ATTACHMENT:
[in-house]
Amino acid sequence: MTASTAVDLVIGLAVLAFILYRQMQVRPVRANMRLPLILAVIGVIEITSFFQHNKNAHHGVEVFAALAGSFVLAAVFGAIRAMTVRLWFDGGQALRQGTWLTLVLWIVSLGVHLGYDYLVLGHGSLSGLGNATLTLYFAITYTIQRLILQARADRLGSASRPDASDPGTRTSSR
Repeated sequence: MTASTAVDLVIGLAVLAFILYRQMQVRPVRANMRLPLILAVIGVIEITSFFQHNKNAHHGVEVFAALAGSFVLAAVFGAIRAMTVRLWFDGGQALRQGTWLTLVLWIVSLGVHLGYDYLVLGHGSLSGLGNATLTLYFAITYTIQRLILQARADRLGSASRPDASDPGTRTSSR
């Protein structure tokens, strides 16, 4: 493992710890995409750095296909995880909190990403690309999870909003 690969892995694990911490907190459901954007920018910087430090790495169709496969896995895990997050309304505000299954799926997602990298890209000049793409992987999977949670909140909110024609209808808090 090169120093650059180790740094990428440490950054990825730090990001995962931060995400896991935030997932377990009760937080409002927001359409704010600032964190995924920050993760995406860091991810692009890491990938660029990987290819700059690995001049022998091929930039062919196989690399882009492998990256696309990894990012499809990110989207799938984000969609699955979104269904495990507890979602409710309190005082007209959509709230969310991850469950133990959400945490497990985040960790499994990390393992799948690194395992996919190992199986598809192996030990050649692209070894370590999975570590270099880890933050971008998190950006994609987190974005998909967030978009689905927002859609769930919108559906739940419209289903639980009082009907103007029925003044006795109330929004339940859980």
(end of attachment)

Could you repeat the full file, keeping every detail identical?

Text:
[in-house]
Amino acid sequence: MTASTAVDLVIGLAVLAFILYRQMQVRPVRANMRLPLILAVIGVIEITSFFQHNKNAHHGVEVFAALAGSFVLAAVFGAIRAMTVRLWFDGGQALRQGTWLTLVLWIVSLGVHLGYDYLVLGHGSLSGLGNATLTLYFAITYTIQRLILQARADRLGSASRPDASDPGTRTSSR
Repeated sequence: MTASTAVDLVIGLAVLAFILYRQMQVRPVRANMRLPLILAVIGVIEITSFFQHNKNAHHGVEVFAALAGSFVLAAVFGAIRAMTVRLWFDGGQALRQGTWLTLVLWIVSLGVHLGYDYLVLGHGSLSGLGNATLTLYFAITYTIQRLILQARADRLGSASRPDASDPGTRTSSR
């Protein structure tokens, strides 16, 4: 493992710890995409750095296909995880909190990403690309999870909003 690969892995694990911490907190459901954007920018910087430090790495169709496969896995895990997050309304505000299954799926997602990298890209000049793409992987999977949670909140909110024609209808808090 090169120093650059180790740094990428440490950054990825730090990001995962931060995400896991935030997932377990009760937080409002927001359409704010600032964190995924920050993760995406860091991810692009890491990938660029990987290819700059690995001049022998091929930039062919196989690399882009492998990256696309990894990012499809990110989207799938984000969609699955979104269904495990507890979602409710309190005082007209959509709230969310991850469950133990959400945490497990985040960790499994990390393992799948690194395992996919190992199986598809192996030990050649692209070894370590999975570590270099880890933050971008998190950006994609987190974005998909967030978009689905927002859609769930919108559906739940419209289903639980009082009907103007029925003044006795109330929004339940859980």